Munich security conference: Russian victories shake global leaders’ faith in Ukraine war prospects

11:50 21.02.2024 •

Statespeople, diplomats, military brass and spies at a Munich defence conference this weekend fear war is tilting in Moscow’s favour, ‘The Financial Times’ recognized.

As global leaders convened at the Munich Security Conference, the once-optimistic outlook for Ukraine’s conflict against Russia has turned bleak. With Moscow gaining ground and Western support waning, urgency permeated discussions. Calls for tangible action reverberated, highlighting the critical need for weapons and ammunition to bolster Ukraine’s defence. Amidst geopolitical tensions and shifting alliances, the stark reality of Ukraine’s plight demands decisive responses, leaving no room for mere rhetoric.

Twelve months ago, delegates at the Munich Security Conference radiated optimism about the prospects for Ukraine, as the west vowed to back Kyiv in its war with Russia for “as long as it takes”. This year, with the conflict tilting in Moscow’s favour and faith in western support ebbing away, that optimism has flipped into unremitting gloom.

The three-day gathering in Munich that concluded on Sunday was marked by a recognition that Ukraine badly needed more weapons and ammunition, and that the rhetoric of solidarity must now be translated urgently into action.

This year’s gathering of political leaders, diplomats, military brass and spy chiefs in the Bavarian capital — a conference nicknamed the Davos of defence — was dominated by the war in Ukraine amid fears that Russia is gaining the upper hand.

It was announced that Ukrainian forces had withdrawn from the critical eastern city of Avdeevka, handing the Kremlin its first big battlefield win since its capture of Bakhmut last May.

But even before the conference opened, the outlook for Ukraine was deteriorating, as Republicans in Congress blocked a package of military aid to Kyiv, exacerbating a dire shortage of critical munitions that has hampered its ability to wage war.

Jens Stoltenberg, Nato general secretary, welcomed European efforts to fill the void left by the delaying of US aid, but warned that the “magnitude and the military capabilities” of the US meant it would be impossible for them to fully plug the gap.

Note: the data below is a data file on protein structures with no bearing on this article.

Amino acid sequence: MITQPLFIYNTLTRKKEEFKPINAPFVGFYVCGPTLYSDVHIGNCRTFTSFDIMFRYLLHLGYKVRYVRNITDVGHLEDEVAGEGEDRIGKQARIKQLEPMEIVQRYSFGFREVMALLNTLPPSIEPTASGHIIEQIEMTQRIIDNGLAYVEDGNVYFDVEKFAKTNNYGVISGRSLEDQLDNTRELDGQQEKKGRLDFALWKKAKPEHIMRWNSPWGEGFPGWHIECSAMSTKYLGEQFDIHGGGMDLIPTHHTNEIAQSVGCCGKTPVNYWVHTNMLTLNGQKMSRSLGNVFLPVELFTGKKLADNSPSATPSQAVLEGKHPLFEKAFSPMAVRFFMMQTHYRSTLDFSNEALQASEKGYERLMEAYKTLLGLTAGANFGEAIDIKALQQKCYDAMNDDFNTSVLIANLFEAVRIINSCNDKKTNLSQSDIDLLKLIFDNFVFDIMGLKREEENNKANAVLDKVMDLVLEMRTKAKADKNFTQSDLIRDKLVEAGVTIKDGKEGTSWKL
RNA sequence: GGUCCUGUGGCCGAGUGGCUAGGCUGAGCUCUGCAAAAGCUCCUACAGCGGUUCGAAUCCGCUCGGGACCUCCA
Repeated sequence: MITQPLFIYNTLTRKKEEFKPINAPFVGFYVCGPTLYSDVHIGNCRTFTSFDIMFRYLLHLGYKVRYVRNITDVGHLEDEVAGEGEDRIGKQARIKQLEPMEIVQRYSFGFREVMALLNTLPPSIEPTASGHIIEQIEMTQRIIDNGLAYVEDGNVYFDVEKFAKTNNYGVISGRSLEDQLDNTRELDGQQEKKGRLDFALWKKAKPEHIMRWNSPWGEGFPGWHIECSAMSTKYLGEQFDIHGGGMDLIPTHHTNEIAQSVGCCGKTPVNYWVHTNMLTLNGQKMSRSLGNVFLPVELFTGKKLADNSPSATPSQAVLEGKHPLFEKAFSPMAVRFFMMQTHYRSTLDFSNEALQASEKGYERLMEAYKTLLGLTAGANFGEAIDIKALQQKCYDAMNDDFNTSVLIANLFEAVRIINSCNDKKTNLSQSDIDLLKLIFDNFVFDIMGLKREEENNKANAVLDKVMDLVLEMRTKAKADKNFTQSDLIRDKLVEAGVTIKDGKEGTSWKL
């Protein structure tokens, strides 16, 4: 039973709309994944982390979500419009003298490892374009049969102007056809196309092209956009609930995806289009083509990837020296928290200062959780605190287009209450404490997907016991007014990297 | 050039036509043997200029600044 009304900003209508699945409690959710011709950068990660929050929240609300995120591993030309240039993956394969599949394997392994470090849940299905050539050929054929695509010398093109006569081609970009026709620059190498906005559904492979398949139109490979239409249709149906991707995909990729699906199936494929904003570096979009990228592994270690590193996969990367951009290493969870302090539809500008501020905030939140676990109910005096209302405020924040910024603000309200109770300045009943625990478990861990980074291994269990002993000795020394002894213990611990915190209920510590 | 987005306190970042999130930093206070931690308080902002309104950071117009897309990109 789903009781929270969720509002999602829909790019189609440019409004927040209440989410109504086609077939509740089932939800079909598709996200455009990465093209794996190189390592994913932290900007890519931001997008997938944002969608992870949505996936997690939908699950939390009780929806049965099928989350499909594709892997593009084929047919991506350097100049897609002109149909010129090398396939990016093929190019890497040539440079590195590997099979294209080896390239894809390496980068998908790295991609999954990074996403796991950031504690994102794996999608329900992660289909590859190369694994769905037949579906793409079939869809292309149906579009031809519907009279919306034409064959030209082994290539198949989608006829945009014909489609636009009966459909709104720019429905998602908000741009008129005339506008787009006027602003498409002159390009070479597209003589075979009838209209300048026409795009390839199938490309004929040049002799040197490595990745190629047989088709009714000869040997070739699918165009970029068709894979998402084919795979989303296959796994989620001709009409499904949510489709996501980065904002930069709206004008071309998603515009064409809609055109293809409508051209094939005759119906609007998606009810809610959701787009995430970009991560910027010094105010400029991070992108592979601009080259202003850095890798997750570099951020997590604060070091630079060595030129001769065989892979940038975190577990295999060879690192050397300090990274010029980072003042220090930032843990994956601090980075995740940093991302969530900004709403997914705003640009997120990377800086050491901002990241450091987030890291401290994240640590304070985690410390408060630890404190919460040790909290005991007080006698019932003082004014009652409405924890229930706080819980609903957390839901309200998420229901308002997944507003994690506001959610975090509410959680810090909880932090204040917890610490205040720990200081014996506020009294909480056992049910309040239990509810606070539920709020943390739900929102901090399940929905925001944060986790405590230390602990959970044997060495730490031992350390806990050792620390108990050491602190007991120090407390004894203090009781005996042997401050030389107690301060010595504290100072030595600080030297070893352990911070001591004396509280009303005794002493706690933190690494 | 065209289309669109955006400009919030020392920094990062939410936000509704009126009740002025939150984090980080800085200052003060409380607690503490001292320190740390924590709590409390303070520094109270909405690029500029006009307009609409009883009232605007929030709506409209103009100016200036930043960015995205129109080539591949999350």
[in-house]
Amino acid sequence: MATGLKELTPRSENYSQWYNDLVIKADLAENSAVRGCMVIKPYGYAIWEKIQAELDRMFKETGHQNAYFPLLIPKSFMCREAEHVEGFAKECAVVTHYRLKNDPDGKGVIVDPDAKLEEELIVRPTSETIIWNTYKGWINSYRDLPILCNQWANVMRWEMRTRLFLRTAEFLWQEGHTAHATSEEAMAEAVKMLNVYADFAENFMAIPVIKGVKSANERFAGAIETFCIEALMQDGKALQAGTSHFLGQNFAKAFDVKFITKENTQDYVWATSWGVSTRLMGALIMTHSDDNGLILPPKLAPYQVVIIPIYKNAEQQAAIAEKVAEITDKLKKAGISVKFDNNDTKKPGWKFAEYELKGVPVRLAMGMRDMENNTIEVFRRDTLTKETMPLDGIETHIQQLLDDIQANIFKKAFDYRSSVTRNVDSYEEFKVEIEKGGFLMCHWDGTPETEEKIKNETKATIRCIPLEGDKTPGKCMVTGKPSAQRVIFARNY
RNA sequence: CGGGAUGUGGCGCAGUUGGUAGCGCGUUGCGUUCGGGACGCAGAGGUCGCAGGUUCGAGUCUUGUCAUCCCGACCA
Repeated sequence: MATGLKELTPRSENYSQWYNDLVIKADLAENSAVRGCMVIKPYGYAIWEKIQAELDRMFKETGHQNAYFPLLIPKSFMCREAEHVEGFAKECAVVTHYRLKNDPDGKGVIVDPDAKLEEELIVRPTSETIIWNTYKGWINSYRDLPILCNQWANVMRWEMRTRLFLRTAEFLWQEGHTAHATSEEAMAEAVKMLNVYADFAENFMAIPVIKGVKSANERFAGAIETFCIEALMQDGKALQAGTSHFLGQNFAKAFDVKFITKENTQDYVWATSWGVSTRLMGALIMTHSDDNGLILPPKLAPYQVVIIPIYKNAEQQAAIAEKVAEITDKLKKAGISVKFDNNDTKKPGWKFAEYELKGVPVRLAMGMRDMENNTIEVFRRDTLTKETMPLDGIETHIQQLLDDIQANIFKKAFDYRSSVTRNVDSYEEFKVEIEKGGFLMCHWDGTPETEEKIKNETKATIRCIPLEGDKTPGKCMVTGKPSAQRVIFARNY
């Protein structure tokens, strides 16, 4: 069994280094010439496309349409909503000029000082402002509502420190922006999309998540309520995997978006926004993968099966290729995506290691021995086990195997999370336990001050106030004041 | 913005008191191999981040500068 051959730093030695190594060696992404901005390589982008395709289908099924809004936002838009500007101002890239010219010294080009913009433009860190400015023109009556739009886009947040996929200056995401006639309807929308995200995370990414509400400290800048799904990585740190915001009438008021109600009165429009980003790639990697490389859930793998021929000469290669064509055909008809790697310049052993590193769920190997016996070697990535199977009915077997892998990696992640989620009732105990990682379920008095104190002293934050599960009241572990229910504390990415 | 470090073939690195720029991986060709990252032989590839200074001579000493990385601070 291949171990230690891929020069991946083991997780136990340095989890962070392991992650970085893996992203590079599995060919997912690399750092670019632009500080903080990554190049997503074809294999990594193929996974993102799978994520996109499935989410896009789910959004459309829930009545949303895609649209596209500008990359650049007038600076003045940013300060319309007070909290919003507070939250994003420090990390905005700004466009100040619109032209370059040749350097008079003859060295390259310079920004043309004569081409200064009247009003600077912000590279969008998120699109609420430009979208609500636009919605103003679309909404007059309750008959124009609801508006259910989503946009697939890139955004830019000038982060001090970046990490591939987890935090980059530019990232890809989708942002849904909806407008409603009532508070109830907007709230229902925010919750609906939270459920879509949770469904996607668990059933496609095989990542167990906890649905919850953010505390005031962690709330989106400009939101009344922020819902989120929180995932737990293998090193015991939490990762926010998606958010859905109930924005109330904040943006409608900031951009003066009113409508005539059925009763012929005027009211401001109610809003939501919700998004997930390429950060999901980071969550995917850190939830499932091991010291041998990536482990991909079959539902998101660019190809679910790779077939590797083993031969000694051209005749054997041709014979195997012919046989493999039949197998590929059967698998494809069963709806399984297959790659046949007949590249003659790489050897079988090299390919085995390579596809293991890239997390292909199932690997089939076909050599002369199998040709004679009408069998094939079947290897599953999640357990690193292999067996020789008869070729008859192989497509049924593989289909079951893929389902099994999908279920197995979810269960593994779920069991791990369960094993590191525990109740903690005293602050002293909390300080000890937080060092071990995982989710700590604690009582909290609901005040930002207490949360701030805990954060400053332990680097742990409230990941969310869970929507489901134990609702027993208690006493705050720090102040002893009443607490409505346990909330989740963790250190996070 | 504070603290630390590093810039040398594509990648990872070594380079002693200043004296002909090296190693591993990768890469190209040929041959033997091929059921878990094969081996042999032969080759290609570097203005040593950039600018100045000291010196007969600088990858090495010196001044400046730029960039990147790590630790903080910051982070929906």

Zelenskyy used the public opportunity to plead: “For us, this package is vital. We do not currently look into alternatives because we are counting on the United States as our strategic partner,” he said at a news conference with Vice President Kamala Harris. There’s no Plan B if the lawmakers fail to greenlight the package, Harris confirmed. “There’s only Plan A.”

The run-up to Munich was overshadowed by Donald Trump’s shocking remarks this month, when he said Russia could do “what the hell it wants” to Nato countries that failed to spend 2 per cent of their GDP on defence.

“There is an elephant in the room in Munich and his name is Donald,” said Sigmar Gabriel, the former German foreign minister. “He must be laughing so much he can’t sleep.”

The mood this year contrasted starkly with the more upbeat 2023. “It was very self-congratulatory last year, with so much hope pinned on the Ukrainian counteroffensive,” said Heather Conley, head of the German Marshall Fund.

This year, prospects are darkening as Russia reconstitutes its army and has shifted to a war economy. “We’re going to see Ukraine suffer from battlefield losses, we could see significant Russian gains, and the Ukrainians have no ammunition left,” Conley said.

Admiral Rob Bauer, chair of the Nato military committee, acknowledged that the west had been “overly optimistic about the war in 2023”, believing that “if we give the Ukrainians the ammunition and training they need, they’ll win”.

Now, he added, “we have to be careful not to be overly pessimistic in 2024”. “The sheer fact that Ukraine is still a sovereign state, and that the Ukrainians have taken back 50 per cent of what the Russians took in 2022 is remarkable,” he said.